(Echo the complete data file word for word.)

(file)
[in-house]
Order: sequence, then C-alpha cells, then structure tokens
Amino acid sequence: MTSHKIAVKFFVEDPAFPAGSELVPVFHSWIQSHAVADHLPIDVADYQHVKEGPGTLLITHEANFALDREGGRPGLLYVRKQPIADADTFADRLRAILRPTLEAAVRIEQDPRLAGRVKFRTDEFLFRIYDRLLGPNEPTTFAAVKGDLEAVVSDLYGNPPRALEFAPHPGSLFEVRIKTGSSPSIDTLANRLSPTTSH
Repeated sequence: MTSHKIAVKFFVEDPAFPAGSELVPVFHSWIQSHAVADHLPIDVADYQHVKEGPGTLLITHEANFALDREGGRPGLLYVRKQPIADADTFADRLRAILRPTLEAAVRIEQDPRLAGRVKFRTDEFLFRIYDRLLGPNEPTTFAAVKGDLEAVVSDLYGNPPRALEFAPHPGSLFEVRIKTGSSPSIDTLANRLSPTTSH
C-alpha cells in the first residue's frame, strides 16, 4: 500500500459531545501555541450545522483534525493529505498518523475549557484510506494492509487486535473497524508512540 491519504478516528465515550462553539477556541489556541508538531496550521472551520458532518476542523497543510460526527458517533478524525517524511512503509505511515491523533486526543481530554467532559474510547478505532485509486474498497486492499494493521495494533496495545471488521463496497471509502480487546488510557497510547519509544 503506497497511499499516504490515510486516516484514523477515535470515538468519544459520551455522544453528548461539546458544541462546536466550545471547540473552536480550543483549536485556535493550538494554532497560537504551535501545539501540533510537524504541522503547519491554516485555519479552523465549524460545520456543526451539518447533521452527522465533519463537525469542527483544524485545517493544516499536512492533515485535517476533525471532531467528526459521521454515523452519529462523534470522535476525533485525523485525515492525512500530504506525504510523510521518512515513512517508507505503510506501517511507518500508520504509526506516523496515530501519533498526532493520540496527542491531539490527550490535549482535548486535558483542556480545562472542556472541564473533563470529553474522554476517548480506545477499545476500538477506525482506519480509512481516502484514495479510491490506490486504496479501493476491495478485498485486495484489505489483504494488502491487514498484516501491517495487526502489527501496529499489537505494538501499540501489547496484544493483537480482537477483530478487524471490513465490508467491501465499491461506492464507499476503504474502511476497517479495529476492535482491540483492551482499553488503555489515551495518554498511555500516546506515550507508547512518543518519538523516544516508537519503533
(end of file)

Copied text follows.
[in-house]
Order: sequence, then C-alpha cells, then structure tokens
Amino acid sequence: MTSHKIAVKFFVEDPAFPAGSELVPVFHSWIQSHAVADHLPIDVADYQHVKEGPGTLLITHEANFALDREGGRPGLLYVRKQPIADADTFADRLRAILRPTLEAAVRIEQDPRLAGRVKFRTDEFLFRIYDRLLGPNEPTTFAAVKGDLEAVVSDLYGNPPRALEFAPHPGSLFEVRIKTGSSPSIDTLANRLSPTTSH
Repeated sequence: MTSHKIAVKFFVEDPAFPAGSELVPVFHSWIQSHAVADHLPIDVADYQHVKEGPGTLLITHEANFALDREGGRPGLLYVRKQPIADADTFADRLRAILRPTLEAAVRIEQDPRLAGRVKFRTDEFLFRIYDRLLGPNEPTTFAAVKGDLEAVVSDLYGNPPRALEFAPHPGSLFEVRIKTGSSPSIDTLANRLSPTTSH
C-alpha cells in the first residue's frame, strides 16, 4: 500500500459531545501555541450545522483534525493529505498518523475549557484510506494492509487486535473497524508512540 491519504478516528465515550462553539477556541489556541508538531496550521472551520458532518476542523497543510460526527458517533478524525517524511512503509505511515491523533486526543481530554467532559474510547478505532485509486474498497486492499494493521495494533496495545471488521463496497471509502480487546488510557497510547519509544 503506497497511499499516504490515510486516516484514523477515535470515538468519544459520551455522544453528548461539546458544541462546536466550545471547540473552536480550543483549536485556535493550538494554532497560537504551535501545539501540533510537524504541522503547519491554516485555519479552523465549524460545520456543526451539518447533521452527522465533519463537525469542527483544524485545517493544516499536512492533515485535517476533525471532531467528526459521521454515523452519529462523534470522535476525533485525523485525515492525512500530504506525504510523510521518512515513512517508507505503510506501517511507518500508520504509526506516523496515530501519533498526532493520540496527542491531539490527550490535549482535548486535558483542556480545562472542556472541564473533563470529553474522554476517548480506545477499545476500538477506525482506519480509512481516502484514495479510491490506490486504496479501493476491495478485498485486495484489505489483504494488502491487514498484516501491517495487526502489527501496529499489537505494538501499540501489547496484544493483537480482537477483530478487524471490513465490508467491501465499491461506492464507499476503504474502511476497517479495529476492535482491540483492551482499553488503555489515551495518554498511555500516546506515550507508547512518543518519538523516544516508537519503533